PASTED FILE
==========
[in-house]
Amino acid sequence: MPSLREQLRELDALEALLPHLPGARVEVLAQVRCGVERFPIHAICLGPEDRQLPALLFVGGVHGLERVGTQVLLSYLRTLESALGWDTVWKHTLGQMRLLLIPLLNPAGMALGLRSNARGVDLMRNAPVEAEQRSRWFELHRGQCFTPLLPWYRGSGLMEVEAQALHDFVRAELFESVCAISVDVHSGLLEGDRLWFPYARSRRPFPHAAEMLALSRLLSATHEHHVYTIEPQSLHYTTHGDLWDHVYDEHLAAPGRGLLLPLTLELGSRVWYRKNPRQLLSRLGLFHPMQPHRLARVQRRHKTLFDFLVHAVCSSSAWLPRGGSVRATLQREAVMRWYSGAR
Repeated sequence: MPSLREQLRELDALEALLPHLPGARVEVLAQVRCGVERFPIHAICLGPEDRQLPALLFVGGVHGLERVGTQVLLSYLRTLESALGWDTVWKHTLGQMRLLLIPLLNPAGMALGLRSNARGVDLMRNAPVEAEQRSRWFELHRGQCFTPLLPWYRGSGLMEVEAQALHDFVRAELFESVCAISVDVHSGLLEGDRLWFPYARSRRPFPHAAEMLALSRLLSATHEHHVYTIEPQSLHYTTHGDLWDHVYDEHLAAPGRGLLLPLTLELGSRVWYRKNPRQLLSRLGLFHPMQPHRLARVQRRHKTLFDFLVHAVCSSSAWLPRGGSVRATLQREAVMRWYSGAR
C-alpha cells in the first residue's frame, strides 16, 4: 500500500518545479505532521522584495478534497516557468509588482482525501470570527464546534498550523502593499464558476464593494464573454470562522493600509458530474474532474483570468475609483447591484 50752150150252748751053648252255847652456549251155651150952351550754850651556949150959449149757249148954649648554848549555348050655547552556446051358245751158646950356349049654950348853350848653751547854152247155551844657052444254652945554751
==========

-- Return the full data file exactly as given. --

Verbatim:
[in-house]
Amino acid sequence: MPSLREQLRELDALEALLPHLPGARVEVLAQVRCGVERFPIHAICLGPEDRQLPALLFVGGVHGLERVGTQVLLSYLRTLESALGWDTVWKHTLGQMRLLLIPLLNPAGMALGLRSNARGVDLMRNAPVEAEQRSRWFELHRGQCFTPLLPWYRGSGLMEVEAQALHDFVRAELFESVCAISVDVHSGLLEGDRLWFPYARSRRPFPHAAEMLALSRLLSATHEHHVYTIEPQSLHYTTHGDLWDHVYDEHLAAPGRGLLLPLTLELGSRVWYRKNPRQLLSRLGLFHPMQPHRLARVQRRHKTLFDFLVHAVCSSSAWLPRGGSVRATLQREAVMRWYSGAR
Repeated sequence: MPSLREQLRELDALEALLPHLPGARVEVLAQVRCGVERFPIHAICLGPEDRQLPALLFVGGVHGLERVGTQVLLSYLRTLESALGWDTVWKHTLGQMRLLLIPLLNPAGMALGLRSNARGVDLMRNAPVEAEQRSRWFELHRGQCFTPLLPWYRGSGLMEVEAQALHDFVRAELFESVCAISVDVHSGLLEGDRLWFPYARSRRPFPHAAEMLALSRLLSATHEHHVYTIEPQSLHYTTHGDLWDHVYDEHLAAPGRGLLLPLTLELGSRVWYRKNPRQLLSRLGLFHPMQPHRLARVQRRHKTLFDFLVHAVCSSSAWLPRGGSVRATLQREAVMRWYSGAR
C-alpha cells in the first residue's frame, strides 16, 4: 500500500518545479505532521522584495478534497516557468509588482482525501470570527464546534498550523502593499464558476464593494464573454470562522493600509458530474474532474483570468475609483447591484 50752150150252748751053648252255847652456549251155651150952351550754850651556949150959449149757249148954649648554848549555348050655547552556446051358245751158646950356349049654950348853350848653751547854152247155551844657052444254652945554751